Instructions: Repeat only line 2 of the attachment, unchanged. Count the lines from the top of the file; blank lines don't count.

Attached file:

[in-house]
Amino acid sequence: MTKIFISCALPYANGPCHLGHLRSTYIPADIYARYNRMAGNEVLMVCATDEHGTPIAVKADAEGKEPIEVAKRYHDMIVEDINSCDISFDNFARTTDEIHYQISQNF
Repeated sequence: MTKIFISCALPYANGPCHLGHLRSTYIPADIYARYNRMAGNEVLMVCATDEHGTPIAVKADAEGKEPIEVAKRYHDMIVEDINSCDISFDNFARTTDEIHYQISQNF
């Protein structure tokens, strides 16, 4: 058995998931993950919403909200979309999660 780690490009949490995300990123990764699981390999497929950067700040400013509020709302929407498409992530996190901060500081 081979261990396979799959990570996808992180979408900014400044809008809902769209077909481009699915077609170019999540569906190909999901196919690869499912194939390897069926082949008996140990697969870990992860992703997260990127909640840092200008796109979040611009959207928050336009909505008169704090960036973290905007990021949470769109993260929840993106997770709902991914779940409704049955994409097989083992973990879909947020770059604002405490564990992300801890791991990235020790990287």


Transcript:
Amino acid sequence: MTKIFISCALPYANGPCHLGHLRSTYIPADIYARYNRMAGNEVLMVCATDEHGTPIAVKADAEGKEPIEVAKRYHDMIVEDINSCDISFDNFARTTDEIHYQISQNF